Like just about everything else, elevators age and break down. Just ask the U.S. Postal Service, which operates about 1,200 elevators — used to move mail as well as people — at more than 500 facilities nationwide. A little more than five years ago, the Postal Service established the Elevator Modernization Program (EMP) to improve reliability for mail processing operations and ensure industry standards are maintained. Since early 2016, the EMP has modernized 121 elevators at 53 facilities to the tune of about $146 million.
As discussed in one of our recent audit reports, we wanted to know how effectively USPS has been managing the EMP to minimize equipment downtime and repair costs. In a survey of postmasters, maintenance personnel, and first-line managers conducted for the audit, most respondents said EMP projects positively affected operations and were completed in timely fashion. But at the same time, management didn’t formally establish program level goals, objectives, and measures for elevator downtime and repair costs.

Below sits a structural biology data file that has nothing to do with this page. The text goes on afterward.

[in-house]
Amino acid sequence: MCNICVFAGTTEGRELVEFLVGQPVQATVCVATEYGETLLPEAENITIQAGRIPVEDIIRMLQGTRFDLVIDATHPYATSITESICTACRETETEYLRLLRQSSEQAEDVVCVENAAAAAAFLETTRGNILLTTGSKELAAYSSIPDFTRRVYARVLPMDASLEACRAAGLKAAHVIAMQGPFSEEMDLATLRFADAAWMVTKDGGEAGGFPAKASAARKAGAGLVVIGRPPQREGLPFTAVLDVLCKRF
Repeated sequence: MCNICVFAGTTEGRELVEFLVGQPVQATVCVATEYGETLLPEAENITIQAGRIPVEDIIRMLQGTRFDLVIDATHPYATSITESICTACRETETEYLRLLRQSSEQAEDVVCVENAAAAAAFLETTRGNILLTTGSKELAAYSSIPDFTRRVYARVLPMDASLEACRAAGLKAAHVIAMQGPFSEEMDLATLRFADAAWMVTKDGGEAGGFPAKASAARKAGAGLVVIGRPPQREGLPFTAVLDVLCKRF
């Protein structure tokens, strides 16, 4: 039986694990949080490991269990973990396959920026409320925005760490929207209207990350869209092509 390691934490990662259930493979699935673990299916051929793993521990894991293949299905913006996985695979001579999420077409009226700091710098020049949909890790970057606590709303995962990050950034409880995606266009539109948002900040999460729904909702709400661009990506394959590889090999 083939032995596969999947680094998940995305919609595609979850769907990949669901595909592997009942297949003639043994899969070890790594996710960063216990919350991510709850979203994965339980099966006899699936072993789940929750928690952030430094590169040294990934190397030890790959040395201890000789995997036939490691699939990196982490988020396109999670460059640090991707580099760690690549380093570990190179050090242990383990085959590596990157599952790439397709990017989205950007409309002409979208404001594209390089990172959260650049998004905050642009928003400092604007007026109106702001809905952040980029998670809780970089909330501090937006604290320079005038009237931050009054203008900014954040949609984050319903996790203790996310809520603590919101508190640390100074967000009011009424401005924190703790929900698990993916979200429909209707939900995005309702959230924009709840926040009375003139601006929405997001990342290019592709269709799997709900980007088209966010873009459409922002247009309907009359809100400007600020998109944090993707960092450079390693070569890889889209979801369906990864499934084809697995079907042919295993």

Management also neglected to assess repair costs before or after completed modernization projects to measure improvement, focusing instead on individual project metrics such as adherence to budget, timelines, and completion as well as funding close-out.
Problem is, without program level goals, objectives, and measures in place, the Postal Service can’t readily identify project level issues or effectively measure program success. However, USPS intends to conduct a program evaluation later this year and incorporate key performance indicators specific to the EMP when more projects are completed.
Have you used Postal Service elevators, either freight or passenger? Have you seen one that was out of service?